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Friday, July 8, 2016

'When Michael Met Mina' by Randa Abdel-Fattah

Received from the Publisher

From the BLURB:

A boy. A girl. Two families. One great divide.

When Michael meets Mina, they are at a rally for refugees - standing on opposite sides.

Mina fled Afghanistan with her mother via a refugee camp, a leaky boat and a detention centre.

Michael's parents have founded a new political party called Aussie Values.
They want to stop the boats.

Mina wants to stop the hate.

When Mina wins a scholarship to Michael's private school, their lives crash together blindingly.

A novel for anyone who wants to fight for love, and against injustice.

‘When Michael Met Mina’ is the new contemporary Australian young adult novel by Randa Abdel-Fattah.

Michael is a teenager growing up in Sydney’s North Shore. He gets good grades, has great mates, and parents whom he describes as ‘good people’ – but for most of his life they’ve been ‘angry about almost everything.’ Michael’s Dad is so angry and riled up, in fact, that he’s founded an organisation called ‘Aussie Values’ – rallying a group of like-minded people who want to “stop the boats” and the “Islamisation of Australia”.

Mina grew up in Kabul, Afghanistan. She and her family escaped the war-torn city then travelled to Pakistan, where they were interred in an equally uncertain and unsafe refugee camp, before booking passage on a leaky boat to the safety of Australia. From there her family were placed in a detention centre, where they waited until being granted asylum. That was ten years ago, and these days Mina’s family couldn’t be happier – especially since she’s just been granted a scholarship to a prestigious private school for the next two years.

Michael attends an ‘Aussie Values’ rally, against asylum seekers.

Mina attends the same rally, supporting asylum seekers.

The next time they meet will be at Michael’s North Shore high school, where Mina’s just won a scholarship.

Randa Abdel-Fattah’s ‘When Michael Met Mina’ is a timely and intelligent new contemporary YA novel. In many ways it is a modern Aussie suburban interpretation of ‘Romeo and Juliet’– A boy. A girl. Two families. One great divide. – Two households, both alike in dignity, in fair Sydney, where we lay our scene. Because for all that there’s a lot of political examination going on (and I’ll get to that in a moment) ‘When Michael Met Mina’ is also very much a romance. There’s undeniable chemistry when these two meet; and the tension of their two families and conflicting values make for a compelling if rocky love story.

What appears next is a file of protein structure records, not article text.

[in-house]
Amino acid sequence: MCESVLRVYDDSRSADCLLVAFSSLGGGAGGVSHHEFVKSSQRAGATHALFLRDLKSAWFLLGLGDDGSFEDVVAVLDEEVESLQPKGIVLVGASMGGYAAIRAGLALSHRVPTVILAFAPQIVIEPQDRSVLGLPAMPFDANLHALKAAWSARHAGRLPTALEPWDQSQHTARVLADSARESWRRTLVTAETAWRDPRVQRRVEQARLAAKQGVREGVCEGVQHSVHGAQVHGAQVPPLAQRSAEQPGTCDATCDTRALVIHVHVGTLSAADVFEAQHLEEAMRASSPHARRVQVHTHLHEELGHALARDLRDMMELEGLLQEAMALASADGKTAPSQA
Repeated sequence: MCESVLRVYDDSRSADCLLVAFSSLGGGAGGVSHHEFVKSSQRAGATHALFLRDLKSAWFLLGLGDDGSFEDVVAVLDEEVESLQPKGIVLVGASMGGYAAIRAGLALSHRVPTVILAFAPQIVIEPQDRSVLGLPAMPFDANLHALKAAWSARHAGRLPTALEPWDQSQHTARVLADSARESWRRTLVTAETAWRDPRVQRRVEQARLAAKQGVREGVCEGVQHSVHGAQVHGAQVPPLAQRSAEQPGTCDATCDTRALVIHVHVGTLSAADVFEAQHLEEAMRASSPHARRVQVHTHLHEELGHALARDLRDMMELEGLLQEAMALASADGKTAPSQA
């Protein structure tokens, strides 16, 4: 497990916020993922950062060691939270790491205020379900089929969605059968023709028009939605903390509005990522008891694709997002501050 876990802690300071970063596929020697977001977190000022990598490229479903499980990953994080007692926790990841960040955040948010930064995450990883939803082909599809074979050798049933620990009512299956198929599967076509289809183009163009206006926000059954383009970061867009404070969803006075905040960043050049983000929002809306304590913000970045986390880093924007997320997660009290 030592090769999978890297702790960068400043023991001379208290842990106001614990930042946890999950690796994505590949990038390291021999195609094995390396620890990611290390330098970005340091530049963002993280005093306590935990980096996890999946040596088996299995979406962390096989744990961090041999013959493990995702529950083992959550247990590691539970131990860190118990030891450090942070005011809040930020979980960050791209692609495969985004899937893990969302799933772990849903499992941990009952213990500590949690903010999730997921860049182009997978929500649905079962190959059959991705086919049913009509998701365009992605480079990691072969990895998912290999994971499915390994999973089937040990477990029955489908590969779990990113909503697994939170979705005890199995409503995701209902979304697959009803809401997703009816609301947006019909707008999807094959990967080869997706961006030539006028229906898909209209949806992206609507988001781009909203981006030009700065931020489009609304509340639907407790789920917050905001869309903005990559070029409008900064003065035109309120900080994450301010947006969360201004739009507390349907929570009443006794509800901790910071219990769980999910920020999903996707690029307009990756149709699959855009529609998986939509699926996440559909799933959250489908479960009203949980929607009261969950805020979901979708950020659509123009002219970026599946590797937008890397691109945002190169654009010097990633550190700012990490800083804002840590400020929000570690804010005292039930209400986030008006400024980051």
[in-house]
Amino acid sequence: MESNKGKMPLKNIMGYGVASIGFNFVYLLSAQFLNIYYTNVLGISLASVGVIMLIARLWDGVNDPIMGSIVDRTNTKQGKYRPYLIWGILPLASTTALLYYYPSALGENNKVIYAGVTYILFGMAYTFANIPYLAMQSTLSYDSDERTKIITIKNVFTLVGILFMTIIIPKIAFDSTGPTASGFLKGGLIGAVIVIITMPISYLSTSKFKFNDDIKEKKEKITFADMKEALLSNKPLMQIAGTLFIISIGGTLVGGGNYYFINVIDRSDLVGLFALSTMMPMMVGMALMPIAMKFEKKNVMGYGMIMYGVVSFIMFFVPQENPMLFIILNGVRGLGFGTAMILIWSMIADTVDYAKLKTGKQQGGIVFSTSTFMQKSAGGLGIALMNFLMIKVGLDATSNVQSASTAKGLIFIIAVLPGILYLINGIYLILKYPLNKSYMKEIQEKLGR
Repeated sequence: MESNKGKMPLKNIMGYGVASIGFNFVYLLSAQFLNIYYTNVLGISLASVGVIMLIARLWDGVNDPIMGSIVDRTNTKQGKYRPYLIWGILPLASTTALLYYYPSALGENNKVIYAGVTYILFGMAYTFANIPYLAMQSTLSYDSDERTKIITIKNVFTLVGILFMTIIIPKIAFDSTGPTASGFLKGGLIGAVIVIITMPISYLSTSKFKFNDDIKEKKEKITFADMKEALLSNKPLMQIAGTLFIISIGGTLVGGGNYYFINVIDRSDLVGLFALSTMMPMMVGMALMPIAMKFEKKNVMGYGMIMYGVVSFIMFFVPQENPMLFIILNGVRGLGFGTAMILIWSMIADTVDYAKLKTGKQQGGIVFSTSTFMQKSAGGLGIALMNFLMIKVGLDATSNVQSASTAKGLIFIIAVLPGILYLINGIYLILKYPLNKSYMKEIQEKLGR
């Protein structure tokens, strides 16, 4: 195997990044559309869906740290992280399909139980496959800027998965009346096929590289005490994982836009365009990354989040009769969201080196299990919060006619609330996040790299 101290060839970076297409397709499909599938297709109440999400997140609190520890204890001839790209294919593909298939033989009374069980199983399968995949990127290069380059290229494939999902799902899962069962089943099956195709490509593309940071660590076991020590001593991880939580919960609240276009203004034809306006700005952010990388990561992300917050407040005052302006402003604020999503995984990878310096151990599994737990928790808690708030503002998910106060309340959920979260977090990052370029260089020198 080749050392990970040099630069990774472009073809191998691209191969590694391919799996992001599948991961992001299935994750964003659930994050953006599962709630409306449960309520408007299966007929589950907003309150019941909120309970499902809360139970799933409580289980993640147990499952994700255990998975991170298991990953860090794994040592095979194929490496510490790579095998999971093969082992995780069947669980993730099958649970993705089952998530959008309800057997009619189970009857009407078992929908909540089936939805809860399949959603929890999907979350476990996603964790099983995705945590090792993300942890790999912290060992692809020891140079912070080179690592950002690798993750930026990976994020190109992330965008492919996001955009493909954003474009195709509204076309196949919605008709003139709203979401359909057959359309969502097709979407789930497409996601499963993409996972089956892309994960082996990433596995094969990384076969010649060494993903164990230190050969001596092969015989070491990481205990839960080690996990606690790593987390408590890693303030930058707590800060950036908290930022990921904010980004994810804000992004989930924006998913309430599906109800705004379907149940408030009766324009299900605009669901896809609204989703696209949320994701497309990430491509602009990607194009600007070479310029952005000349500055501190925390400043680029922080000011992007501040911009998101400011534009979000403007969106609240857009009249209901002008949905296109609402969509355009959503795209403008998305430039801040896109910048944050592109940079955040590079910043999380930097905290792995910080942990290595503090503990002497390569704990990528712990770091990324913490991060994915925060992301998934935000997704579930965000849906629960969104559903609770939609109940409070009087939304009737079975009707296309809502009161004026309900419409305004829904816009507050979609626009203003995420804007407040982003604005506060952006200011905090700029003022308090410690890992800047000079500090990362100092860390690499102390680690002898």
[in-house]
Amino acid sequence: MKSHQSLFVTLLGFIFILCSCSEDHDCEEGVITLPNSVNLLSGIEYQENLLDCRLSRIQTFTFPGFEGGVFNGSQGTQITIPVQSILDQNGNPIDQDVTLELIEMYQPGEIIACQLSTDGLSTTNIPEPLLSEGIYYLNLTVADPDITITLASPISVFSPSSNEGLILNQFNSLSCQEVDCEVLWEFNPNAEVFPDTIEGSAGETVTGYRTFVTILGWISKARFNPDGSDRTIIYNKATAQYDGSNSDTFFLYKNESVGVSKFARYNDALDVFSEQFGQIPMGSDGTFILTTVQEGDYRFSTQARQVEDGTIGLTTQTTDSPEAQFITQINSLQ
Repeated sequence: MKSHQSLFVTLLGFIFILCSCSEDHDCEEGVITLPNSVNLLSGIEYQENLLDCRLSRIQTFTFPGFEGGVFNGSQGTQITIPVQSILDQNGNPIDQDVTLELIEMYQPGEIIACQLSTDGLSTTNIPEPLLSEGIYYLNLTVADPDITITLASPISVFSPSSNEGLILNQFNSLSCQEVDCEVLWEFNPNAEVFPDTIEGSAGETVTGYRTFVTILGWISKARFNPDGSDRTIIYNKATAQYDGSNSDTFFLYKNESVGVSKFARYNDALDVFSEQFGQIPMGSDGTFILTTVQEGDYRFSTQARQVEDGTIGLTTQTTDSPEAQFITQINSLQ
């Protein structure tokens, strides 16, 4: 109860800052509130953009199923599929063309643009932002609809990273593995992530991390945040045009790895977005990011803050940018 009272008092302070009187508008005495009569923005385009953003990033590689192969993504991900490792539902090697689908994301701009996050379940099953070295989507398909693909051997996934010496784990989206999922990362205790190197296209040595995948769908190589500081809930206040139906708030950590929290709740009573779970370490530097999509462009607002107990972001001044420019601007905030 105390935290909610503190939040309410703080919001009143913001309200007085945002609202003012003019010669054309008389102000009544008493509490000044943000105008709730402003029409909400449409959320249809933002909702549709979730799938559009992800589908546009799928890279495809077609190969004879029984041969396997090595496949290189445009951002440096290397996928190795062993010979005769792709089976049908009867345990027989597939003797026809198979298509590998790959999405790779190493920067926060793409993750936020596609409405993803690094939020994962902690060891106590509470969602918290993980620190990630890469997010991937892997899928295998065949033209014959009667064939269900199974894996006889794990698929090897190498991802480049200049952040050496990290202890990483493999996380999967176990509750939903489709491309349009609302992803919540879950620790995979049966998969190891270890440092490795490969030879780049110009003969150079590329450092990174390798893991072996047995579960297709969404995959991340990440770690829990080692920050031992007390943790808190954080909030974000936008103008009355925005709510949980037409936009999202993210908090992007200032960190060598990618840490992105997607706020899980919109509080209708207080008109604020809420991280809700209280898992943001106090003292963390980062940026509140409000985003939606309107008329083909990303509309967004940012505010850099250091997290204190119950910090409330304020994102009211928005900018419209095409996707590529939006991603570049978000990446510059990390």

But the political and social underpinnings of the romance is really where this book thrives, and finds unique footing in the Australian YA contemporary landscape.

In many ways it’s rather depressing to think how long this book has been in the making. The first I can remember being aware of such issues as Abdel-Fattah is touching on here, was the 2001 ‘Children Overboard affair’ of the Howard government. I have a friend for whom the rise of Pauline Hanson’s One Nation party (1997–2002) was the first he had an inkling of something being not-quite-right in Australian political rhetoric. For teenagers today I can imagine there are any number of events making them hyper-aware of the manipulation of media and empty-rhetoric of politicians when it comes to human rights and asylum seekers. From the deaths of Aylan Kurdi and Reza Berati, to the rise of politicians like Cory Bernardi, or the horrifying images out of war-torn Syria juxtaposed with the National Inquiry into Children in Immigration. Australian teen readers will be very much aware of the background to Abdel-Fattah picking apart these issues, but what’s fantastic is that she’s written characters who are closer to them than many of us can imagine.